Hyderabad

Nizam, a forward-looking ruler

Proscription of bonded labour and separation of judiciary from the executive may sound modern-day concepts. But the feudal State of Hyderabad enjoyed these progressive measures a good 90 years ago.

Sounds incredible. What's more, the revolutionary reforms found their way into princely Hyderabad much before they were adopted by British India. The credit for taking the initiative goes to the seventh Nizam, Mir Osman Ali Khan.

The ban on ‘begar' (forced labour) was made during the birthday celebrations of the Nizam on March 20, 1922 while the ‘farman' separating judiciary from the executive was issued on May 8, 1921.

Authentic records

These revelations are part of a new book on the last Asaf Jahi ruler. It gives a rare insight into the personality of the man dubbed ‘narrow minded, communal and a miser'. The author, Dr. Syed Dawood Ashraf, takes pains to clarify that he is not an admirer of an autocratic, monarchic and absolute form of governance. “But I can't gloss over the facts which speak otherwise”, he says.

In writing “The Seventh Nizam of Hyderabad – an archival appraisal”, Dr. Ashraf has not relied on grandma tales, spoken words or hearsay. On the contrary he has based his findings on authentic and irrefutable records preserved in the A.P. State Archives and Research Institute. The book is to be released on Sunday at Abul Kalam Azad Institute, Public Garden.

Dr. Ashraf, who served in the State Archives for 29 years, has done a thorough job of including the relevant royal decrees and references at the end of each article to substantiate his findings.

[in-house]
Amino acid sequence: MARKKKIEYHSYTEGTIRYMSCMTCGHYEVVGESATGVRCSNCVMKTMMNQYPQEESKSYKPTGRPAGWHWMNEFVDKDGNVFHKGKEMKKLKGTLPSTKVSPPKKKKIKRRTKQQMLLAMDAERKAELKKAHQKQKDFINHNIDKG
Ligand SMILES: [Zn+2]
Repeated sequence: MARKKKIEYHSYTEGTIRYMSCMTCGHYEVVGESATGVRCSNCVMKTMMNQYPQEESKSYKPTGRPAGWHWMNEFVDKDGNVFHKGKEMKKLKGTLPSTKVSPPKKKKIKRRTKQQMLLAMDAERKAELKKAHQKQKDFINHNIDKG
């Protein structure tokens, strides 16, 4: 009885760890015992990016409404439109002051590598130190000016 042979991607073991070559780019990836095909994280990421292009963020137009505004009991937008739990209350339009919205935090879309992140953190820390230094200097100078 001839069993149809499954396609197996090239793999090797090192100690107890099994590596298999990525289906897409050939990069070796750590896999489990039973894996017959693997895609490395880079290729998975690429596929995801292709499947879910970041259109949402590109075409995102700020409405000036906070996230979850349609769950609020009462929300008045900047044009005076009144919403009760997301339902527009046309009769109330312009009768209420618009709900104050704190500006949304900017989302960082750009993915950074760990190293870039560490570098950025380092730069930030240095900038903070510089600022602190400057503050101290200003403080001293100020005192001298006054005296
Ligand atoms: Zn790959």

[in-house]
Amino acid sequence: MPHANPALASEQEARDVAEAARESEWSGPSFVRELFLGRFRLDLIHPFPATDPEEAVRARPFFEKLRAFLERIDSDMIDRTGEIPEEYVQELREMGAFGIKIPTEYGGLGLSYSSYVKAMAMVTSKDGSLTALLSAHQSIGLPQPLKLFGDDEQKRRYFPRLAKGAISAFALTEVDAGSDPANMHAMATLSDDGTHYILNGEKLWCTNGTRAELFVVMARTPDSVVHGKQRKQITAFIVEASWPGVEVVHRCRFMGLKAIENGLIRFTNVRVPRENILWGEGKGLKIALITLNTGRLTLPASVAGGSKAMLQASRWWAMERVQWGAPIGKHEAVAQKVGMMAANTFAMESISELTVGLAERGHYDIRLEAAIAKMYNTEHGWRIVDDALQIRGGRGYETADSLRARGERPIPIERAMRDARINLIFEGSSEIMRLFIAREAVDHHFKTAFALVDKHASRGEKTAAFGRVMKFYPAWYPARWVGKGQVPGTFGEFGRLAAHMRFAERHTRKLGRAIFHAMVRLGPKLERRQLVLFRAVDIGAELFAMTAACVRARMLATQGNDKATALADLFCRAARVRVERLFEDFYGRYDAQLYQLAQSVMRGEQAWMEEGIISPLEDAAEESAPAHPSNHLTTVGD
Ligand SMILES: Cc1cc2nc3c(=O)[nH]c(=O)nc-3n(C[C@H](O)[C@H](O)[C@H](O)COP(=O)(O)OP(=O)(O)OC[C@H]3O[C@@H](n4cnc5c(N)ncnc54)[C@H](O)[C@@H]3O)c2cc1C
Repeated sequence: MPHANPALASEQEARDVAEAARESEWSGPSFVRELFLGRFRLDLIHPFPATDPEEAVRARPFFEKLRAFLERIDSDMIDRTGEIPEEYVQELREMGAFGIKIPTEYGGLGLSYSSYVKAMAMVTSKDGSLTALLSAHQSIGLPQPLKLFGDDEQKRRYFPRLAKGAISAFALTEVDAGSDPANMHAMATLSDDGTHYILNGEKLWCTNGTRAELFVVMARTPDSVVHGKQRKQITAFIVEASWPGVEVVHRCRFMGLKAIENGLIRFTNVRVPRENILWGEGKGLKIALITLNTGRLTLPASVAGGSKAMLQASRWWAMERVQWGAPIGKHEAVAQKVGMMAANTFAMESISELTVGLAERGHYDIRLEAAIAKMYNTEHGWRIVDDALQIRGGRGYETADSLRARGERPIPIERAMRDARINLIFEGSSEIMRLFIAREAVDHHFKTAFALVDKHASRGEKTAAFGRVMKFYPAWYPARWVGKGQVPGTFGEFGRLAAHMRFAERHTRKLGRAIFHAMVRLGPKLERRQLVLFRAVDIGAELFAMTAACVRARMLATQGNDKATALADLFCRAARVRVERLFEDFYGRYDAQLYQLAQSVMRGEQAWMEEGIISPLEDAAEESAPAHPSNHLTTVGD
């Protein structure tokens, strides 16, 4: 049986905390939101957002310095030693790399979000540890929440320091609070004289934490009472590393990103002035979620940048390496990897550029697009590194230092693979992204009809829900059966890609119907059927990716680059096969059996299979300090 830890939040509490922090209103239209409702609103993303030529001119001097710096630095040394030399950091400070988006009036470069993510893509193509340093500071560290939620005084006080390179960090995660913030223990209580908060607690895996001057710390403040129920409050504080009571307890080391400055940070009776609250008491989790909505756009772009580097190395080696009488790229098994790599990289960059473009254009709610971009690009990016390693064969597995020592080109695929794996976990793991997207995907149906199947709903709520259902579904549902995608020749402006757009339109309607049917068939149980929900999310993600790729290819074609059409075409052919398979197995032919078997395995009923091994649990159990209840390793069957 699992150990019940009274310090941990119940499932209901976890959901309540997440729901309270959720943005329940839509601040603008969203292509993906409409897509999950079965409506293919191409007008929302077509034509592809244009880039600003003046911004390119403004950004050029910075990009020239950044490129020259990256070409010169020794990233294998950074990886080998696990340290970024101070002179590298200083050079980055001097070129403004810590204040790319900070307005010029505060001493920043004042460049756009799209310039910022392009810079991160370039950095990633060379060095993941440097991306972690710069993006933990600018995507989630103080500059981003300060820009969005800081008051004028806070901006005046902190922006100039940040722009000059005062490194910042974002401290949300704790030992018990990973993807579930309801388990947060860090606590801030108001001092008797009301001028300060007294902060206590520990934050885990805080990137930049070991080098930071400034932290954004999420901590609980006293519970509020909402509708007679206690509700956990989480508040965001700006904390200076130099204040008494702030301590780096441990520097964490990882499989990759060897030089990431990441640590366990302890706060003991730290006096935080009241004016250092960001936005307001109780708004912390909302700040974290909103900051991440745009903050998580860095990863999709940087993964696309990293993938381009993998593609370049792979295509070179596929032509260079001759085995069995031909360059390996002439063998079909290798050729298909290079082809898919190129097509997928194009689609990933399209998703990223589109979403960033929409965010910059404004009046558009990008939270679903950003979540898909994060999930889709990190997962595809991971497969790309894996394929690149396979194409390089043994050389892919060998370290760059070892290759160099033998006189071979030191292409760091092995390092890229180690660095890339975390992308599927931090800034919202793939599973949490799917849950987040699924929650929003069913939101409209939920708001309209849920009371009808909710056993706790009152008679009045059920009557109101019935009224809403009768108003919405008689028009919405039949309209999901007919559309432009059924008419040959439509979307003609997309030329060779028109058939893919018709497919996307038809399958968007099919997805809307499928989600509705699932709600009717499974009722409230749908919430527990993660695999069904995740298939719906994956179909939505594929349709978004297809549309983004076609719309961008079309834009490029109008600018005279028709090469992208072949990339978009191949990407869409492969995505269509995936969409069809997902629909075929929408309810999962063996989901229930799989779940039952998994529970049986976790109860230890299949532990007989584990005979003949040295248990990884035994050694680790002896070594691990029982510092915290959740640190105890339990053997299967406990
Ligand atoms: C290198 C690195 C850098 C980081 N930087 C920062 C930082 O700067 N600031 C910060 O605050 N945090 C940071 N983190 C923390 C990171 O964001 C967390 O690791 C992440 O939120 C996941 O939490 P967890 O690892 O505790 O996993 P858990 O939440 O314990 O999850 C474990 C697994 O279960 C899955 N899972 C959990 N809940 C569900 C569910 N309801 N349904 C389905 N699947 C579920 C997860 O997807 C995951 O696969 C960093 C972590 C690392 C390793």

No distinction

The book tells how educational, academic and scientific institutions enjoyed the Nizam's patronage without any distinction of religion, caste and creed. An interesting incident shows how the Nizam made a landmark amendment in the Civil Service Rules which granted special leave not exceeding six months with full pay to Muslim, Christian and Jew government servants to undertake pilgrimage.

When a Hindu employee, Ram Swarup Tandon, applied for this leave to go on Jatra pilgrimage, officials were puzzled since the wordings of the rules did not extend the facility to Hindus. However, the matter went up to the Nizam and the royal assent was given to the amendment on July 29, 1934, permitting all government servants to avail of the facility.

Dr. Ashraf mentions many such instances in his book to show how the reforms and developmental activities of the last Nizam outweigh his shortcomings. Is he more sinned against than sinned?


Our code of editorial values

This article is closed for comments.
Please Email the Editor

Printable version | Dec 3, 2021 11:34:56 PM | https://www.thehindu.com/news/cities/Hyderabad/nizam-a-forwardlooking-ruler/article3399826.ece

Next Story